When to stop reading a book

by on July 24, 2009 at 7:22 am in Books | Permalink

Kelly Jane Torrance has a very good article on this question.  This part is quoting yours truly:

"People have this innate view – it comes from friendship and marriage –
that commitment is good. Which I agree with," he says. That view
shouldn't, he says, carry over to inanimate objects.

It's not that he's not a voracious reader – he finishes more
than a book a day, not including the "partials." He just wants to make
the most of his time.

"We should treat books a little more like we treat TV
channels," he argues. No one has trouble flipping away from a boring

There is more:

"If I'm reading a truly, actively bad book, I'll throw it out," he
says. His wife will protest, but he points out that he's doing a public
service: "If I don't throw it out, someone else might read it." If that
person is one of the many committed to finishing a book once started,
he's actually doing harm.

Mr. Cowen, who says he couldn't finish Alexandre Dumas' "The
Three Musketeers" or John Dos Passos' "U.S.A.," offers a more direct
economic rationale. He notes that many up-and-coming writers complain
they can't break through in a best-seller-driven marketplace. "We're
also making markets more efficient," Mr. Cowen says. "If you can sample
more books, you're giving more people a chance."

1 Chris July 24, 2009 at 8:10 am

I throw out books that I think are bad with my waste paper, giving them a fighting chance of being rescued by a worker at the recycling facility.

Books that I think are worse than just plain bad or that I find offensive get discarded with my waste paper, too. But I destroy them first, just to be on the safe side.

2 Greg July 24, 2009 at 8:44 am

I’m sorry to say that this is exactly the approach I took to “What Price Frame?” Except I did not throw it in the waste bin. 🙂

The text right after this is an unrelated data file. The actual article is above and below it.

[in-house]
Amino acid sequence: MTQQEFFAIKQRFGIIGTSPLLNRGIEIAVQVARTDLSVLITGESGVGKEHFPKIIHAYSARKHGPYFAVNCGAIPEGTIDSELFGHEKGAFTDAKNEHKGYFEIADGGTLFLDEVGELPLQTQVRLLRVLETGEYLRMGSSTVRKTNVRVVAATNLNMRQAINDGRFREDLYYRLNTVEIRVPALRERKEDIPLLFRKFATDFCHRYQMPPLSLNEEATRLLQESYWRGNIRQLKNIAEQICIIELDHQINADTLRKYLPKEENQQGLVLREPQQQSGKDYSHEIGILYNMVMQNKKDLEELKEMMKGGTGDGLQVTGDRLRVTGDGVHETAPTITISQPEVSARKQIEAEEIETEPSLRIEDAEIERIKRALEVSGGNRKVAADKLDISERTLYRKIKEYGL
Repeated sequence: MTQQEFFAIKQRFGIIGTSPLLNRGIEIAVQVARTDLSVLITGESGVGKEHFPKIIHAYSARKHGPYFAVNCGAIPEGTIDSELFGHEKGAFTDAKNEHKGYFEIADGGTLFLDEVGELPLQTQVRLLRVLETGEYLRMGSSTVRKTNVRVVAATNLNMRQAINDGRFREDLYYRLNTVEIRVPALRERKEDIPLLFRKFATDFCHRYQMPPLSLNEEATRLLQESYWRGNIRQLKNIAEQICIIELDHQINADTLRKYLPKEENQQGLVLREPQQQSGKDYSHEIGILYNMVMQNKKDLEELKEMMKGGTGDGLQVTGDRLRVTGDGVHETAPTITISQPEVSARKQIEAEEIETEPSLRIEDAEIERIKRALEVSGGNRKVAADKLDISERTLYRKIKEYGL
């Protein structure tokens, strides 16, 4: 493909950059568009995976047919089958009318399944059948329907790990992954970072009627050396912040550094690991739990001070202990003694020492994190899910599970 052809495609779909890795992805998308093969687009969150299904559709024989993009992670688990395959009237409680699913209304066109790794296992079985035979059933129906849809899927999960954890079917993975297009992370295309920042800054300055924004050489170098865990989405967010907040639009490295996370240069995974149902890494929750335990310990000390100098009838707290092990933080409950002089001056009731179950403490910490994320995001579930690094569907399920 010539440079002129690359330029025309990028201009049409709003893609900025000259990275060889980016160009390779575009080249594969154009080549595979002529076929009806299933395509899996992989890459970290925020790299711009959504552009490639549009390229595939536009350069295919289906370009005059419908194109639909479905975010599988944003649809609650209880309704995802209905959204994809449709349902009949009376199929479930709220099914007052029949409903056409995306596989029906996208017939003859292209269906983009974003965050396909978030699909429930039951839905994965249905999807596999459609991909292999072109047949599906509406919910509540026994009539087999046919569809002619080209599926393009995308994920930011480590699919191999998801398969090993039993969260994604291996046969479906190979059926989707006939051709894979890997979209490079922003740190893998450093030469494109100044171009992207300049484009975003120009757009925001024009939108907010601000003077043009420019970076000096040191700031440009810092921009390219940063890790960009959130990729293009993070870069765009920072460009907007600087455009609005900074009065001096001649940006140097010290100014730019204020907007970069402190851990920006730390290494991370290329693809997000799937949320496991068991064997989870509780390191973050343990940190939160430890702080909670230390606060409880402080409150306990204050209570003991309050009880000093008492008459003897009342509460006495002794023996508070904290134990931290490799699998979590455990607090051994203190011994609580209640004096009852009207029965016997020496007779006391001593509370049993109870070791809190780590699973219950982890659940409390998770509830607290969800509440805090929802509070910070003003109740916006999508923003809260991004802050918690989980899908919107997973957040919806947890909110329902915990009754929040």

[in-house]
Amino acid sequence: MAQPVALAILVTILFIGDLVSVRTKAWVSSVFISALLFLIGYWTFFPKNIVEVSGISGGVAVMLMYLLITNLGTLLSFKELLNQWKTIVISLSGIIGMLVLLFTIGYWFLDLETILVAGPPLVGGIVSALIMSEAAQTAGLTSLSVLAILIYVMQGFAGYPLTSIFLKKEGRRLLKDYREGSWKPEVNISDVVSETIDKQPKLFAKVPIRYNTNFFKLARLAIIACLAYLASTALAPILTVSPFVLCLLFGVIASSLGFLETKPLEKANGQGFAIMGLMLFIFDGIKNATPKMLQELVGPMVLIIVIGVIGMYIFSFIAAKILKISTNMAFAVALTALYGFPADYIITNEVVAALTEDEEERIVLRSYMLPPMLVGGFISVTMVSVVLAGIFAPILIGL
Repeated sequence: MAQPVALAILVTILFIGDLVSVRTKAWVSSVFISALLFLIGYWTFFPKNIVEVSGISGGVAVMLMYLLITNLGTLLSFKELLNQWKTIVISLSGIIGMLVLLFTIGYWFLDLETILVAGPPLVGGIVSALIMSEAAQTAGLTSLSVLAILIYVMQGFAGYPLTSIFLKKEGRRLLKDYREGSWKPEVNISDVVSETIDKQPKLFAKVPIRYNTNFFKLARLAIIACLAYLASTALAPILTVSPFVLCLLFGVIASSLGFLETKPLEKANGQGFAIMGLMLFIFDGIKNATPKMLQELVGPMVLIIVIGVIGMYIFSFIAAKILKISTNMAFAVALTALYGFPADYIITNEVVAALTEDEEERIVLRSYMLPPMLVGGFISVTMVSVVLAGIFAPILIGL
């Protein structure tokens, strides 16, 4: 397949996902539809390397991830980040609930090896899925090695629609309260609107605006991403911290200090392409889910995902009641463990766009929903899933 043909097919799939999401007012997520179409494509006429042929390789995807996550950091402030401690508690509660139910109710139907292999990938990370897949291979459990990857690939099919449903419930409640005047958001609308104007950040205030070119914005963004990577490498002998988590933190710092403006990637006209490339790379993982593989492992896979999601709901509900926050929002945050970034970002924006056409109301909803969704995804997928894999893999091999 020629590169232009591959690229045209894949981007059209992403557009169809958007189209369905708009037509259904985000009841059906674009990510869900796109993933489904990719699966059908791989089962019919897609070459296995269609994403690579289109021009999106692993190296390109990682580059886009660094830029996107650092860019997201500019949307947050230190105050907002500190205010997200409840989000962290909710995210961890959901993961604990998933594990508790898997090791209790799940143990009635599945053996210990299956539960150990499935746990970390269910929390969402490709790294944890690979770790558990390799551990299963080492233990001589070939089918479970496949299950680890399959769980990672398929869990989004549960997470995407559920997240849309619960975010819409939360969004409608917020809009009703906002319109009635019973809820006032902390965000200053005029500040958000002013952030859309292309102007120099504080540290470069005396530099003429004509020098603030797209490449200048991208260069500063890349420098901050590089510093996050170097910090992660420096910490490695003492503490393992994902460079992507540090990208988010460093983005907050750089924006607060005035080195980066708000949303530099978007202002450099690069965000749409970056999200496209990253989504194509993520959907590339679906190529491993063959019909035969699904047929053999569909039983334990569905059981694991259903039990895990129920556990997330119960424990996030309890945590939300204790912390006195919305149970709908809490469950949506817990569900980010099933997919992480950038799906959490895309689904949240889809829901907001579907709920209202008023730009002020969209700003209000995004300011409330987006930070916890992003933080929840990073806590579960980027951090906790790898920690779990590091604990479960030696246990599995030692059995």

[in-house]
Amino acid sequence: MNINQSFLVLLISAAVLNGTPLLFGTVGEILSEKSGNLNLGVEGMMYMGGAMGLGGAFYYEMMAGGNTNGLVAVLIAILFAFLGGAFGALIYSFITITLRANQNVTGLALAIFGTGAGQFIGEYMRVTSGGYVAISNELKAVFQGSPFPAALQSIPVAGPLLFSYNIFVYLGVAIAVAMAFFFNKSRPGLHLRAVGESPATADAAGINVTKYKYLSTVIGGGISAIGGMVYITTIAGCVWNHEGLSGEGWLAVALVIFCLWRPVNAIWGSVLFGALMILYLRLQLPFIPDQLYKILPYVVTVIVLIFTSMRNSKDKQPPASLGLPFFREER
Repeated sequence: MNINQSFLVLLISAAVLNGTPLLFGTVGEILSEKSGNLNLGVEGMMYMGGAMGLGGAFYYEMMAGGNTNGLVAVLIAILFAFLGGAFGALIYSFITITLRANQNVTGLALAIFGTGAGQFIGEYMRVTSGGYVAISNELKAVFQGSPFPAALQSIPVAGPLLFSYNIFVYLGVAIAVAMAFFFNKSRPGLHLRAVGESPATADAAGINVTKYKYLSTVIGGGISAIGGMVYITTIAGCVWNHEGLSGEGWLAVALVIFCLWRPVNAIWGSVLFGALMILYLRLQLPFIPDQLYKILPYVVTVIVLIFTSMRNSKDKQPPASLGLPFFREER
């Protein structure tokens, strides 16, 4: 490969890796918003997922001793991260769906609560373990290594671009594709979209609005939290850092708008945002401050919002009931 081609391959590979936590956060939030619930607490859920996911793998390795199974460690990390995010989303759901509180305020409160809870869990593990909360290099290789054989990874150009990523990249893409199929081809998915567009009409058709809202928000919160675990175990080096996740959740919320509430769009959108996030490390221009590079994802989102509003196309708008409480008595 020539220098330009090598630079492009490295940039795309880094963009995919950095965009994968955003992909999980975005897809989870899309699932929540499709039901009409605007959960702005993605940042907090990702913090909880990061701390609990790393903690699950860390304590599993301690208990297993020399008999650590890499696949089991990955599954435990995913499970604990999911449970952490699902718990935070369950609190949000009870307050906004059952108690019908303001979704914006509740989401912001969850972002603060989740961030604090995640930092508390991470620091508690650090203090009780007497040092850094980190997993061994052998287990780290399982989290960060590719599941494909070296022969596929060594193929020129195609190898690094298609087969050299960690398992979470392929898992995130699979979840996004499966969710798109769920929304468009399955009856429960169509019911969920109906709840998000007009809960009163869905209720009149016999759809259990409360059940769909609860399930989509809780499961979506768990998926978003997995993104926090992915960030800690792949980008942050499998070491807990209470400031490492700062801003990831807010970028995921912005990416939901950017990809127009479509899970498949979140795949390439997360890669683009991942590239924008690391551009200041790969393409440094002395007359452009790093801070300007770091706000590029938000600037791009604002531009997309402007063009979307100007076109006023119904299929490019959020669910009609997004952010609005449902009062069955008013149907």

3 IWantCookieNow July 24, 2009 at 9:21 am

If a book is uninteresting, I usually stop reading pretty quickly. Everything else would be stupid: I’m a very very slow reader of uninteresting texts.

And Tyler, seems like you like to hear yourself talking in your quotations.

4 Candadai Tirumalai July 24, 2009 at 9:55 am

Someone once said (or is thought to have said),
“I never met a man I didn’t like.” That would
be rarer with books. Napoleon liked to read,
sometimes in very busy settings, but he would
throw a book across the room if he disliked it.
In the two decades of my teaching, I got well
into several interesting books which I didn’t
finish purely for lack of time. Since I left
teaching, I have seldom read more than ten
pages of a book I didn’t finish. I was unable to
complete “War and Peace” until I left the
classroom. I do think, however, that you can
read individual poems and only some essays in
a new volume. And I have done so for many years.

5 Brock July 24, 2009 at 10:03 am

If I don’t throw it out, someone else might read it.

I felt that way after making it only thirty pages into Atlas Shrugged.

6 Michael F. Martin July 24, 2009 at 11:34 am

This advice is as old (and venerable) as Dr. Johnson.

7 WestWright July 24, 2009 at 12:32 pm

I like to read the ‘Look Inside’ and reader review features at Amazon in order to get the general scope of a book…I also find many books have longer preview reads @ google books…taking a speed reading course during HS helped me to become a much faster reader which helps in discarding unwanted books long before wasting further time.

8 Hillary July 24, 2009 at 6:55 pm

I usually give books 50 pages – for me that’s 15-40 minutes, depending on genre and how complicated it is. but since I have 373 books in my 500 square foot apartment and another 289 in storage, I mostly read books from the library.

9 Steven F. July 25, 2009 at 3:31 am

This advice has changed my life. I take my attachments to the next level…I refuse to buy another book until I finish the one I am reading. Sometimes I just give up when I have to, but most of the time I significantly miss out on things I thought would be interesting but don’t bother buying just so I can make sure that I stay committed to a book I never finish. Which means the rate at which I read a book per year is very low.

So what shall I do now? Go buy a book. Maybe “Create your own economy?” I’ll let you know if I finish it or not. =P

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